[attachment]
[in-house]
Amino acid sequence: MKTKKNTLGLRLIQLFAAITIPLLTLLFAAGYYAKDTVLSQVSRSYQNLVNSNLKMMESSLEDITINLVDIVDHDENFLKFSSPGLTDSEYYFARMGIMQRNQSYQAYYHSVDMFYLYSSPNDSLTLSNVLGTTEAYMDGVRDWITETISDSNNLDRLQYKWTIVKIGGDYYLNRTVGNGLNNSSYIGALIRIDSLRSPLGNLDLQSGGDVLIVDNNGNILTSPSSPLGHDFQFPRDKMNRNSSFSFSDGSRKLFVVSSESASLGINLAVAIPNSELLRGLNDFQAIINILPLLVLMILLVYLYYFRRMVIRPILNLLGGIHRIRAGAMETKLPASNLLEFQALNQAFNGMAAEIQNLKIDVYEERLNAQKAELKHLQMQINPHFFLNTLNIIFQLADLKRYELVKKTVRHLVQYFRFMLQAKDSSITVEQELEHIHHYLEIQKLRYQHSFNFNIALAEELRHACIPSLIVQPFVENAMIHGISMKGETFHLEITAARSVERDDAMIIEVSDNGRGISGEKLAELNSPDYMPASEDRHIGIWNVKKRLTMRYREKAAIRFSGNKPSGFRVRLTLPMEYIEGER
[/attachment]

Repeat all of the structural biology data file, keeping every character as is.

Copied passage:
[in-house]
Amino acid sequence: MKTKKNTLGLRLIQLFAAITIPLLTLLFAAGYYAKDTVLSQVSRSYQNLVNSNLKMMESSLEDITINLVDIVDHDENFLKFSSPGLTDSEYYFARMGIMQRNQSYQAYYHSVDMFYLYSSPNDSLTLSNVLGTTEAYMDGVRDWITETISDSNNLDRLQYKWTIVKIGGDYYLNRTVGNGLNNSSYIGALIRIDSLRSPLGNLDLQSGGDVLIVDNNGNILTSPSSPLGHDFQFPRDKMNRNSSFSFSDGSRKLFVVSSESASLGINLAVAIPNSELLRGLNDFQAIINILPLLVLMILLVYLYYFRRMVIRPILNLLGGIHRIRAGAMETKLPASNLLEFQALNQAFNGMAAEIQNLKIDVYEERLNAQKAELKHLQMQINPHFFLNTLNIIFQLADLKRYELVKKTVRHLVQYFRFMLQAKDSSITVEQELEHIHHYLEIQKLRYQHSFNFNIALAEELRHACIPSLIVQPFVENAMIHGISMKGETFHLEITAARSVERDDAMIIEVSDNGRGISGEKLAELNSPDYMPASEDRHIGIWNVKKRLTMRYREKAAIRFSGNKPSGFRVRLTLPMEYIEGER